In 2009, the European Commission wrongly imposed a fine of more than 1 billion euros on chip manufacturer Intel. That is the opinion of the General Court of the European Union in a reassessment of the case that has been going on for years and revolves around unfair competition.
According to the General Court, the European Commission’s investigation into Intel’s competition practices was not sufficient to impose the cartel fine of EUR 1.06 billion. The investigation is said to be incomplete and contains errors.
Discount agreements with HP and Dell
Intel was investigated because, according to the European Commission, the company abused its international dominant position between 2002 and 2007. For example, the company is said to have given discounts to four major computer manufacturers, on the condition that they purchase certain parts from Intel. Among the manufacturers were Dell and HP.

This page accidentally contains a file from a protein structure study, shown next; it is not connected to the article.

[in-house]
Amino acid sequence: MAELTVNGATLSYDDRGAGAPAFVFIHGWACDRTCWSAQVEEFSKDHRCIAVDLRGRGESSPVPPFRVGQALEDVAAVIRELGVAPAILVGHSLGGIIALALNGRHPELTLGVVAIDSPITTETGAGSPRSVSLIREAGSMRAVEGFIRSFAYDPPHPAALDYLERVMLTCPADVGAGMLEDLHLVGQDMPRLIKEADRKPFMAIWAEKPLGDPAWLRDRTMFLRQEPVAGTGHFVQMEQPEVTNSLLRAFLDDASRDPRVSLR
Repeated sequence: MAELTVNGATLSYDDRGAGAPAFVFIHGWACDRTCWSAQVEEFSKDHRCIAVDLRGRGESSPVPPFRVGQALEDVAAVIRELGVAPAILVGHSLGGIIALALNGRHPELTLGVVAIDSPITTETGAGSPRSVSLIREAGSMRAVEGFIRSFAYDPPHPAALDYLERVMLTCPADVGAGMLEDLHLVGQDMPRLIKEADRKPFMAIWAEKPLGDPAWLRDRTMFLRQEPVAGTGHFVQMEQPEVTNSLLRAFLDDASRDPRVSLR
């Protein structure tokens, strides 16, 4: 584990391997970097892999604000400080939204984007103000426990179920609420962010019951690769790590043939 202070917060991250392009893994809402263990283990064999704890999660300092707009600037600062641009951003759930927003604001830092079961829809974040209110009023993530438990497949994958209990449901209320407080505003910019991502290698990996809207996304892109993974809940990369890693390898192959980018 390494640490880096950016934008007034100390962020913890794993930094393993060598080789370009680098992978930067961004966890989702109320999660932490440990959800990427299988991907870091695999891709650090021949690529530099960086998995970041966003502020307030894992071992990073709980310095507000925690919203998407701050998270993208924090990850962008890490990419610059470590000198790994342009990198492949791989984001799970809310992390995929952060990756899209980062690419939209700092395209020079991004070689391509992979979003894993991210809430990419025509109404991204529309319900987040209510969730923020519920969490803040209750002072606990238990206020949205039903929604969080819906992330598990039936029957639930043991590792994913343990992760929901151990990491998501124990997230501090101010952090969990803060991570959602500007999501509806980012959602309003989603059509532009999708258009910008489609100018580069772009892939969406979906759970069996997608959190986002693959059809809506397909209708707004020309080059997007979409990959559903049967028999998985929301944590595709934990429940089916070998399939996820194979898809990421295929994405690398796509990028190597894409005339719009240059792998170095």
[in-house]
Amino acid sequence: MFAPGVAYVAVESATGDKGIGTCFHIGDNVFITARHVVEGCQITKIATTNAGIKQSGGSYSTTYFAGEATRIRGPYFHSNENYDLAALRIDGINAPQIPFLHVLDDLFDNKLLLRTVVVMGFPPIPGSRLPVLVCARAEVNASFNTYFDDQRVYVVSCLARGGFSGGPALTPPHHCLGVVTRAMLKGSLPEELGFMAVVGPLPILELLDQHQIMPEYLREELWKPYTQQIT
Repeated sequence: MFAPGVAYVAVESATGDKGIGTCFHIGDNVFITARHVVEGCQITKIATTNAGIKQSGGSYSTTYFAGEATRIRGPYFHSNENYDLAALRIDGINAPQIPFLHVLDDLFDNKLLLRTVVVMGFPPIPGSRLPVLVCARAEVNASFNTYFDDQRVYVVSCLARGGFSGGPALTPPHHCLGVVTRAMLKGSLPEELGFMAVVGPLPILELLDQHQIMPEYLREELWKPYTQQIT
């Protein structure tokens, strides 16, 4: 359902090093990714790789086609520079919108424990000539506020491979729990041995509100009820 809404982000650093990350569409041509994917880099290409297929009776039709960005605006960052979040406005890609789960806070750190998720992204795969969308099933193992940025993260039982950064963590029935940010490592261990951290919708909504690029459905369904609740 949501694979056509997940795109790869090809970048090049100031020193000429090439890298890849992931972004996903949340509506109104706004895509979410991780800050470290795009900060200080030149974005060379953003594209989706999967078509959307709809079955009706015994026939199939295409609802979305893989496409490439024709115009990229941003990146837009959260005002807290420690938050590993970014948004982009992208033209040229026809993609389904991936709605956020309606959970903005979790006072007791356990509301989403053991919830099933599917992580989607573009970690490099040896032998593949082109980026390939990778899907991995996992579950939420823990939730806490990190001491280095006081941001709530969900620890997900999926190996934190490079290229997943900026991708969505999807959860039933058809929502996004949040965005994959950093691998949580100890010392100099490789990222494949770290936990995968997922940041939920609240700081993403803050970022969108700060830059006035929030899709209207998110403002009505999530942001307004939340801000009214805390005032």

The European Commission stated that such discount agreements generally mean that competitors no longer stand a chance and that consumers have less choice. According to the Commission, it no longer needed to be examined separately whether there was actually a restriction of competition in the Intel case.
Nevertheless, the Commission eventually did: there was a so-called AEC test, which examines whether comparable companies can still compete. The conclusion was that Intel’s competitors would have had to charge unfeasibly high prices in that case and that they would therefore probably be excluded from the market.